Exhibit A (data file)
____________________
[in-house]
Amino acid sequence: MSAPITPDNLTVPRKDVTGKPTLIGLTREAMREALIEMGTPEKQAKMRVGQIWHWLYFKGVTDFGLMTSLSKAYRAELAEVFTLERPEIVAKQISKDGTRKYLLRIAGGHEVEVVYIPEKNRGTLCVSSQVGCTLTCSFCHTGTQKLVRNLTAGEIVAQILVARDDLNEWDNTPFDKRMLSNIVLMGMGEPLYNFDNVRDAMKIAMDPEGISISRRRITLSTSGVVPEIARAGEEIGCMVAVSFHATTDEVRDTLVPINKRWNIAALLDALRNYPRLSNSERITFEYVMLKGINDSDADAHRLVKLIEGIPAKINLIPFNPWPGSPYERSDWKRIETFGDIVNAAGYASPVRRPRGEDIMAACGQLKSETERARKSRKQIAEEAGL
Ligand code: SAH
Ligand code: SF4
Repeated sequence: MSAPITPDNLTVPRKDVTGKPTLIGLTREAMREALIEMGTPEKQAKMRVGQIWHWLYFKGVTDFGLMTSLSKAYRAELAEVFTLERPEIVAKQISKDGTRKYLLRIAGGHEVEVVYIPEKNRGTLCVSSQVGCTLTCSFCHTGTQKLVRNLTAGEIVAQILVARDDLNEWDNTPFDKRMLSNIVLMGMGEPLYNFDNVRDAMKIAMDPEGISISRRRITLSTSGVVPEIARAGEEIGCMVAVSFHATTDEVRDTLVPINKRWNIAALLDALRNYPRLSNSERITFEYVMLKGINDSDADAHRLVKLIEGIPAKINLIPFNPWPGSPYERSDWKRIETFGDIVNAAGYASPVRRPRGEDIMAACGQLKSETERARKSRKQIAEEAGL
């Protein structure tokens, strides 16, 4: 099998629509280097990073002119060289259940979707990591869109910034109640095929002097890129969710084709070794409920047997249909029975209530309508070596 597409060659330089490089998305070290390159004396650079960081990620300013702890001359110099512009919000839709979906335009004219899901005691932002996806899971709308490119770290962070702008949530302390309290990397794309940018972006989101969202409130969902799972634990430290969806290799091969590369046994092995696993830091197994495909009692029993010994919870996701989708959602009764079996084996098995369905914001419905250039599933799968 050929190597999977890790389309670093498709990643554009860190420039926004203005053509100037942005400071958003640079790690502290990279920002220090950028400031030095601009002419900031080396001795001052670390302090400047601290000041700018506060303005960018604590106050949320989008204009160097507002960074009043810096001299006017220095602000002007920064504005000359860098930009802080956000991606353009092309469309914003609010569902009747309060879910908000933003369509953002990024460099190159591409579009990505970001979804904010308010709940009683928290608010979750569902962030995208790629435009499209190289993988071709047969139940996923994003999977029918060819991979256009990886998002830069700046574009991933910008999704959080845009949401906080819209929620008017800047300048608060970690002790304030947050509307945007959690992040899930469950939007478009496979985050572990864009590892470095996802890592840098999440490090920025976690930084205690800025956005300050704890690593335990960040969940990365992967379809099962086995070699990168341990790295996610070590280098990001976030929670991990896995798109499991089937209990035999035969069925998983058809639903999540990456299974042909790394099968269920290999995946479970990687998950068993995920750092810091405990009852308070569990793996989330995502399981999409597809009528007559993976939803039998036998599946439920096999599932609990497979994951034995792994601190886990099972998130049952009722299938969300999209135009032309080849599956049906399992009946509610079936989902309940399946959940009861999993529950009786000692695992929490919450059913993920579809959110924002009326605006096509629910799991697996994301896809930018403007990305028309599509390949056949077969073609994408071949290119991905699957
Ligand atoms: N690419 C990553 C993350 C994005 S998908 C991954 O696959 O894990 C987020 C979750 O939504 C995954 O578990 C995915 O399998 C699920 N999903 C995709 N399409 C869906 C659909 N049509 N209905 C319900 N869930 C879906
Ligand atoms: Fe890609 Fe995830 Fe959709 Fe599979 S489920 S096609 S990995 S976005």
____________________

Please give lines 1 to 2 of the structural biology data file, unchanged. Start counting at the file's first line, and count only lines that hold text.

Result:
[in-house]
Amino acid sequence: MSAPITPDNLTVPRKDVTGKPTLIGLTREAMREALIEMGTPEKQAKMRVGQIWHWLYFKGVTDFGLMTSLSKAYRAELAEVFTLERPEIVAKQISKDGTRKYLLRIAGGHEVEVVYIPEKNRGTLCVSSQVGCTLTCSFCHTGTQKLVRNLTAGEIVAQILVARDDLNEWDNTPFDKRMLSNIVLMGMGEPLYNFDNVRDAMKIAMDPEGISISRRRITLSTSGVVPEIARAGEEIGCMVAVSFHATTDEVRDTLVPINKRWNIAALLDALRNYPRLSNSERITFEYVMLKGINDSDADAHRLVKLIEGIPAKINLIPFNPWPGSPYERSDWKRIETFGDIVNAAGYASPVRRPRGEDIMAACGQLKSETERARKSRKQIAEEAGL